Extruded Pasta Dough

Semolina Pasta Dough for Extruded Pasta
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The perfect home extruded pasta dough is simple to make and only takes 2 ingredients, water and flour! For me, I prefer using a semolina dough when I am extruding pasta. This will give you a flavor closer to dried pasta. You can use an egg dough for extruded pasta but it will have a different texture. There are very few recipes out there for a semolina dough for home extruders, such as the Kitchenaid. I find many are too wet or contain eggs.

The most important aspect of getting this dough right is the hydration percentage. This will vary based on your flour and machine. I use a Kitchenaid pasta extruder with Antimo Caputo Semola flour. (Neither are sponsors, it is just my preference). I find a 40% hydration works best with these two. Note that if the dough is too dry it could damage the pasta die or machine. If the dough is too wet, the shapes will be deformed and too soft. When extruding you know the dough is perfect when you can cut it off with a plastic bench scraper.

This recipe is for the perfect base of any extruded dough. You can add other ingredients to the liquid portion, such as pumpkin, tomato, chili powder, etc.

For shaped pasta, like fusilli, you may need to reduce the hydration to 35%.

4.7 from 13 votes

Extruded Pasta Dough

Prep Time 30 mins Cook Time 2 mins Rest Time 15 mins Total Time 47 mins
Servings: 2
Best Season: Suitable throughout the year


Freshly extruded semolina pasta dough at home. 



  1. Make the dough

    In a stand mixer with a paddle attachment add the flour. Turn the machine on low and slowly drizzle in the water. Continue mixing on low for 5 minutes to allow the water to fully absorb.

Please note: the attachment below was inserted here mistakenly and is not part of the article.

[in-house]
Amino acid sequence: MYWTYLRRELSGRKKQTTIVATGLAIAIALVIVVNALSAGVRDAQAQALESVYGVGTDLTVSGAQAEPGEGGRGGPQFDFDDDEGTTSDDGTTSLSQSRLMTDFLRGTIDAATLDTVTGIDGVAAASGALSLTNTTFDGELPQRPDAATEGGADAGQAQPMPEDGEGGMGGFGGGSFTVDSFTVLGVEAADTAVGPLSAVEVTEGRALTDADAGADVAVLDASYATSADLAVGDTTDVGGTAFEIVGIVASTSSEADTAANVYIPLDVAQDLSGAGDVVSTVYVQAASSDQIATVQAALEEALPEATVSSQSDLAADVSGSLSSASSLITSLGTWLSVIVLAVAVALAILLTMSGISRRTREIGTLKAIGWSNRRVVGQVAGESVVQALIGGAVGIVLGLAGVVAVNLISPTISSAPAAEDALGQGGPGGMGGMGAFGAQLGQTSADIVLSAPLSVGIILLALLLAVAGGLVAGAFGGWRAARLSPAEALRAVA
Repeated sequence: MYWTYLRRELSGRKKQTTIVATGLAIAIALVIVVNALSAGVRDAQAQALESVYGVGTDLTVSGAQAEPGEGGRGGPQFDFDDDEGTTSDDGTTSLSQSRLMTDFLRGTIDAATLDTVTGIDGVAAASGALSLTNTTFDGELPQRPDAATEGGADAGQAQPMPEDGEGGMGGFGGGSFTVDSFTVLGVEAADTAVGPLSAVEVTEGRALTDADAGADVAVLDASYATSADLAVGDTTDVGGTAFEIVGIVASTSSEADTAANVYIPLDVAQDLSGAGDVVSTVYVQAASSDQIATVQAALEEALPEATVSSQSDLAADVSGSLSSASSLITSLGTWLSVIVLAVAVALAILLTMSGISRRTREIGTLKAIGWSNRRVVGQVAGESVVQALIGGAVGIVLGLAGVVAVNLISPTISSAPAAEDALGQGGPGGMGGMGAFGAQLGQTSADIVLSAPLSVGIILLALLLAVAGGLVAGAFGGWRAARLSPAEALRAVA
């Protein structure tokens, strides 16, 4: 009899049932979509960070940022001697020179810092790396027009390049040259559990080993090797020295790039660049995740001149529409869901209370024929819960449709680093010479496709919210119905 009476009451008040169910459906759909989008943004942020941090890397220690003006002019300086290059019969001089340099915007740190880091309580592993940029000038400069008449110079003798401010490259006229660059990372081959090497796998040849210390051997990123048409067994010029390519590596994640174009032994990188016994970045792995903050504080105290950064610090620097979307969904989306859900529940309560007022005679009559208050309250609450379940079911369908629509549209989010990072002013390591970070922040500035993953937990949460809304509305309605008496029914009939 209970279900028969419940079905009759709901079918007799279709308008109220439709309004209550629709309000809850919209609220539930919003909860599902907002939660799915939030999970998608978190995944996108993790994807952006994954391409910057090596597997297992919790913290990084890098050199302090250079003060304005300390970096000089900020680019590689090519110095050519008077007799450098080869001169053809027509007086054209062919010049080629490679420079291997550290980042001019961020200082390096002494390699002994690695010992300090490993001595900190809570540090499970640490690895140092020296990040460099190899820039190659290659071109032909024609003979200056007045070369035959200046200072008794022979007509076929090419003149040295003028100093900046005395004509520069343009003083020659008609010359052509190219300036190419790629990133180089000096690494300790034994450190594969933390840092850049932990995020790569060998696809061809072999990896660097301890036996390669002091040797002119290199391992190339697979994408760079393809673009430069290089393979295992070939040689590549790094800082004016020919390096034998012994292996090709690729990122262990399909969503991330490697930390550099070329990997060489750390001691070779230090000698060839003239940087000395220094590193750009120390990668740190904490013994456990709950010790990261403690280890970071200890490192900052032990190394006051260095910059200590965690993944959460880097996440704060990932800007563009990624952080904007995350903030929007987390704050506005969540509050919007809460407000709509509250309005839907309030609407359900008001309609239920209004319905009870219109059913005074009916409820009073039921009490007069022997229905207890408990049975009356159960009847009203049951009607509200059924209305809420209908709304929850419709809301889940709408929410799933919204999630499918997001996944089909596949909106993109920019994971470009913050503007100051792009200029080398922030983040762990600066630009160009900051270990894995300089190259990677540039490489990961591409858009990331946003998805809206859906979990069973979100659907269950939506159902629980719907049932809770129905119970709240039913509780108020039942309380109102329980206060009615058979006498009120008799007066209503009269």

2. Check consistency

    The dough should resemble wet sand. When folded into a ball it should hold its shape but loosen back into a sand consistency when crumbled. If the dough is too dry add a splash of water, if too wet add a touch more flour. 

  3. Extrude the dough

    This step will depend on your machine. For a Kitchenaid, they recommend forming the dough into balls and feeding through the hopper. The first few inches will be deformed. This can be fed back into the hopper. As the machine heats up it will start to extrude a smoother dough. 

    Cut the dough into desired length and let dry for at least 15 minutes. 

    Fresh pasta will cook in around 2 minutes if fresh. If fully dried it will take a bit longer and depend how dry the pasta is. 


For pasta inspiration check out our recipes here!


  1. I just made this dough with my Kitchenaid extruder, and it turned out great! I even substituted half the flour for AP (50%semolina 50%All Purpose.) thanks for posting this!

    1. Glad to hear you enjoyed it, happy pasta making!

      1. Do you let the dough rest before extruding?

        1. Great question! Although it is not necessary to let extruded pasta dough rest, you could cover and let rest for upto 30 minutes.
          Happy pasta making!

  2. Just wanted to say thanks for this recipe! So many recipes called for egg and from my past experience extruding pasta in a restaurant, I knew it wasn’t what I wanted. 40% was a great starting point for me, and I ended up around 38% hydration which could be attributed to any number of conditions like humidity.

    In short, thanks!!

    1. Thank you for the kind words, I’m glad you enjoyed the recipe! I agree, almost all recipes I found called for eggs which isn’t right for extruded.

      Happy Pasta Making!

  3. Thanks so much for the recipe. I have tried so many others and they never work properly for fusilli. This is the only one that actually works! I am stoked! I did end up around 38% hydration.

    1. I am glad you found the recipe helpful! Thank you for the details on the hydration, I will add it to the recipe to help others as well!
      Happy Pasta Making!